What are the economic and political arguments for regional economic integration? Given these arguments, why don’t we see more substantial examples of integration in the world economy?
Unrestricted free trade allows countries to specialize in the production of goods and services that they can produce most efficiently. If this happens as the result of economic integration within a geographic region, the net effect is greater prosperity for the nations of the region. From a more philosophical perspective, regional economic integration can be seen as an attempt to achieve additional gains from the free flow of trade and investment between countries beyond those attainable under international agreements such as the World Trade Organization. The political case for integration is also compelling.
Linking neighboring economies and making them increasingly dependent on each other creates incentives for political cooperation between neighboring states. The potential for violent conflict between the states is also reduced. In addition, by grouping their economies together, the countries can enhance their political weight in the world. Despite the strong economic and political arguments for integration, it has never been easy to achieve on a meaningful level. There are two main reasons for this. First, although economic integration benefits the majority, it has its costs. While a set of nations as a whole may benefit significantly from a regional free trade agreement, certain groups may lose. The second impediment to integration arises from concerns over national sovereignty.
How should a firm that has self-sufficient production facilities to in several ASEAN countries respond to the creation of a single market? What are the constraints on its ability to respond in a manner that minimizes production costs?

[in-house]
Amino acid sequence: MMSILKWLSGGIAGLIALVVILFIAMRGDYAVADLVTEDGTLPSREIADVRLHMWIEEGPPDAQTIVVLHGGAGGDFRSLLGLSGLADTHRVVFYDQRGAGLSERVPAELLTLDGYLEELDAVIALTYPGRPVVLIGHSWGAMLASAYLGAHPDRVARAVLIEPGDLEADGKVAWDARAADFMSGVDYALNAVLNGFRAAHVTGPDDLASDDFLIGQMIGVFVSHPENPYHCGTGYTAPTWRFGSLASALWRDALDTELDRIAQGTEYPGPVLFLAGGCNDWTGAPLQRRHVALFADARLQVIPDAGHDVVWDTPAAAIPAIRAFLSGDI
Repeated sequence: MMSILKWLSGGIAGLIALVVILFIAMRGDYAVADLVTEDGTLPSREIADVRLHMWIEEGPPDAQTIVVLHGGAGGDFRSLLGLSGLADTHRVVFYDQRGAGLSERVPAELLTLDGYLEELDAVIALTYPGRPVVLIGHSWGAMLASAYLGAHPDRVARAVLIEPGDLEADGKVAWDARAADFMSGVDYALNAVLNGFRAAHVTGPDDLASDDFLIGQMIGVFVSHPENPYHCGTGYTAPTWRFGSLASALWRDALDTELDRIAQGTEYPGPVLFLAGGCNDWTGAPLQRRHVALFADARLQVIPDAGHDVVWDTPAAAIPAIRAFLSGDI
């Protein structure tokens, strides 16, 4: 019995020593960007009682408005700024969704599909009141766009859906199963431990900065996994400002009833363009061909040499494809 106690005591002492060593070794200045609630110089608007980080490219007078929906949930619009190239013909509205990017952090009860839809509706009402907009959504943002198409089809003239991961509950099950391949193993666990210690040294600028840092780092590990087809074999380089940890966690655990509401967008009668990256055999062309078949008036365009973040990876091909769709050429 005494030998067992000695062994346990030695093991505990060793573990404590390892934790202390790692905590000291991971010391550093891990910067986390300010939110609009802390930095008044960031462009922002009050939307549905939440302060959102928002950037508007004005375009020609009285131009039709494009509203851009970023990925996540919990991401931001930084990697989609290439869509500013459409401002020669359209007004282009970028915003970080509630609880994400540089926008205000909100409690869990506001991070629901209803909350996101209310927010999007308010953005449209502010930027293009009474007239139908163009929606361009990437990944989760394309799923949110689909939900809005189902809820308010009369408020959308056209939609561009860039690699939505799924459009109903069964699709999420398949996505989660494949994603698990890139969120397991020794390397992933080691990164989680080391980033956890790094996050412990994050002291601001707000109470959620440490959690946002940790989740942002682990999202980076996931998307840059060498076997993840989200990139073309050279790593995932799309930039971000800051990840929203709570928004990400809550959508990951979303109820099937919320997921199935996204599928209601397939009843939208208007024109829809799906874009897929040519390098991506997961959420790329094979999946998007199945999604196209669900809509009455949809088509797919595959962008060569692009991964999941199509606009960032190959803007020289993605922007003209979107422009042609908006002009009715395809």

The creation of the single market means that it may no longer be efficient to operate separate production facilities in each country. Instead, the facilities should either be linked so that each specializes in the production of only certain items, or several sites should be closed down and production consolidated into the most efficient locations. Existing differences between countries as well as the need to be located near important customers may limit a firm’s ability to fully consolidate or relocate production facilities for production cost reasons. Minimizing production costs are only one of many objectives of firms, as location of production near R&D facilities can be critical for new product development and future economic success. Thus what is most important in location decisions is long run economic success, not just cost minimization.
Case Study (Logitech)
1. In a world without trade, what would happen to the costs that American consumers would have to pay for Logitech’s products?
In a world without trade, the costs that American consumers would have to pay would be very high. The product that the case study gives for an example, Wanda, retails for $40, of which only $3 is the production cost from China. This $3 cost would rise immensely if production was in the United States because the American economy demands high wages.
2.Explain how trade lowers the costs of making computer peripherals such as mice and keyboards.
If the United States were to build a product entirely domestically, the retail price would not be feasible to most consumers. With trading in place it allows for economies of scale. The technology can be developed in one country, the production in another country, and the assembly in yet another country. The shipping costs are much less than it would be to perform these tasks in one country. This is called absolute advantage, where someone is great at one thing. With this in mind you will get a product that has the best resources available at the lowest cost, which is comparative advantage. Finally, specialization is where everyone is doing what they do best and pulling their resources together to make one incredible product.